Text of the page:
Schools make changes to comply with COVID-19 order

Posted at 7:17 PM, Nov 16, 2020

Right now parents are scrambling to make adjustments. They are reacting to the Michigan Department of Health and Human Services order to shut down high schools across Michigan for three weeks to prevent the spread of COVID-19.

For the last couple of weeks, 5-year-old Taylor from Grosse Pointe Woods has been learning virtually. Her district shut down in person learning due to rising COVID-19 rates. Her dad, Brad Pettiford, says it is not easy juggling parenting a 2- and 5-year-old. He has advice for parents making the adjustment.

“I looked it as an opportunity of getting to spend the time with my girls, as opposed to having too. That perspective made it easier,” Pettiford said.

“There are fewer outbreaks associated with the outbreaks associated with the younger children ,most in need of in-person instruction,” said Robert Gordon, MDHHS director, as he made the announcement. “Today we temporarily suspend all in person learning for all high schools for three weeks.”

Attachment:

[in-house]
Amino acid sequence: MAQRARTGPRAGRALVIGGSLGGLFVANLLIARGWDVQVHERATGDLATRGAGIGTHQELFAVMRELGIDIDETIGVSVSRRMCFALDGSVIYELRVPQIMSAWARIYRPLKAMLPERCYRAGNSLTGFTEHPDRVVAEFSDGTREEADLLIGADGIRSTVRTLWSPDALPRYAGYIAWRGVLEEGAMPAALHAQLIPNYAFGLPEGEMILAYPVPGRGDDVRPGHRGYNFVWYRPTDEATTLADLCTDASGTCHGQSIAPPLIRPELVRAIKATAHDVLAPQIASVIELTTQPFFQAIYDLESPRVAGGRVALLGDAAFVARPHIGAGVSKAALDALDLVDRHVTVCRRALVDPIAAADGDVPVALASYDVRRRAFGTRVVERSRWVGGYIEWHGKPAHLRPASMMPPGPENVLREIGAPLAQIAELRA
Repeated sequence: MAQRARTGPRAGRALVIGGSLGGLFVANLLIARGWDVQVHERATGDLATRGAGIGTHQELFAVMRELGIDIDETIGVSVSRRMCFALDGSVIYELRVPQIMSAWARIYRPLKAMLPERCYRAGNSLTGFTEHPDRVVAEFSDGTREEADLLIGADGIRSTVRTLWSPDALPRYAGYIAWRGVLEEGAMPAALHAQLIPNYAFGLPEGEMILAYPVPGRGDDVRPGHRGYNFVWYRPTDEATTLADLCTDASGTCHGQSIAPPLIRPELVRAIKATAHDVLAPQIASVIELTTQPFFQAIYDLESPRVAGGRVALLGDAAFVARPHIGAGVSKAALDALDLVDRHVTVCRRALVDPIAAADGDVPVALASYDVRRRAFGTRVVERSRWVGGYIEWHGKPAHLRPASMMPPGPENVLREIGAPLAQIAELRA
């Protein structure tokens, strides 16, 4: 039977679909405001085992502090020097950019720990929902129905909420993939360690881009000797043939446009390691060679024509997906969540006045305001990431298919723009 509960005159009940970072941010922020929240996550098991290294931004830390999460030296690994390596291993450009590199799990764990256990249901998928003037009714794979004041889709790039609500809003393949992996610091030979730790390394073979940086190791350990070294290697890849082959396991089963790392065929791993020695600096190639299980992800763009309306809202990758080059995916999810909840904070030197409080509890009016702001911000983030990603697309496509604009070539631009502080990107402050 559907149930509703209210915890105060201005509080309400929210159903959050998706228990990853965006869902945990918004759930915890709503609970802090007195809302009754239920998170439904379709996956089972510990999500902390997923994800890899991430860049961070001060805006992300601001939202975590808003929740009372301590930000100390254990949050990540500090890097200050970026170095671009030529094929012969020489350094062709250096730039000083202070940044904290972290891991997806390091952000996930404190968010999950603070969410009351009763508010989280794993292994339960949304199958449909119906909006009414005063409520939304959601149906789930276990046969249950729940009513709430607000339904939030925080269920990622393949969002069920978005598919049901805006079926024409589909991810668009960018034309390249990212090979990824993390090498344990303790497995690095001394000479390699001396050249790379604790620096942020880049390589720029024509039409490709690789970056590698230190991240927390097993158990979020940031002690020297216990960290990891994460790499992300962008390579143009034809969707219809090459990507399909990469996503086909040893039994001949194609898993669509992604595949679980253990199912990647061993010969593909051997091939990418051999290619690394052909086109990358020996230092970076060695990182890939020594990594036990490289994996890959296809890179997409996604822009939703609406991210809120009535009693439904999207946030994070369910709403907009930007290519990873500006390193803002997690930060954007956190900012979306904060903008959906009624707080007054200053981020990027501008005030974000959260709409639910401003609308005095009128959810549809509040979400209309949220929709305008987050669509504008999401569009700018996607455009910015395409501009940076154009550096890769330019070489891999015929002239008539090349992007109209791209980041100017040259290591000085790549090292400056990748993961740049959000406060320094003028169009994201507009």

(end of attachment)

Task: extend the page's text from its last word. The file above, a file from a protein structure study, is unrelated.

He made the announcement during a press conference with Gov. Gretchen Whitmer and Dr. Joneigh Khaldun, the State’s Chief Medical Executive.

School leaders found themselves immediately working on new plans to comply.

Lake Orion Community Schools announced that it would move all grades to virtual learning. Not only was it reacting to the order to close high schools, but to an overall increase in quarantines impacting staffing levels. Novi Community Schools however will continue kindergarten through eighth-grade instruction.

“We will continue to offer our K-8 students and parents the opportunity for hybrid instruction,” said Dr. Steve Matthews, Supt. Novi Community Schools

Novi Supt. Dr. Steve Matthews says that the social distancing and masks work. The 33 students or staff who became sick in the district this school year, contracted the virus outside of school. He says preventing COVID-19 in schools is a community effort.

“I am really worried about Thanksgiving. I am worried about the holiday break at the end of December,” Dr. Matthews said.

He is urging everyone to take the virus seriously so that in-person learning can be an option for more students – something Pettiford says he hopes is soon possible in his daughter’s district.

“I am looking forward to her being able to get back in person regularly and build relationships with people and grow emotionally,” Pettiford said.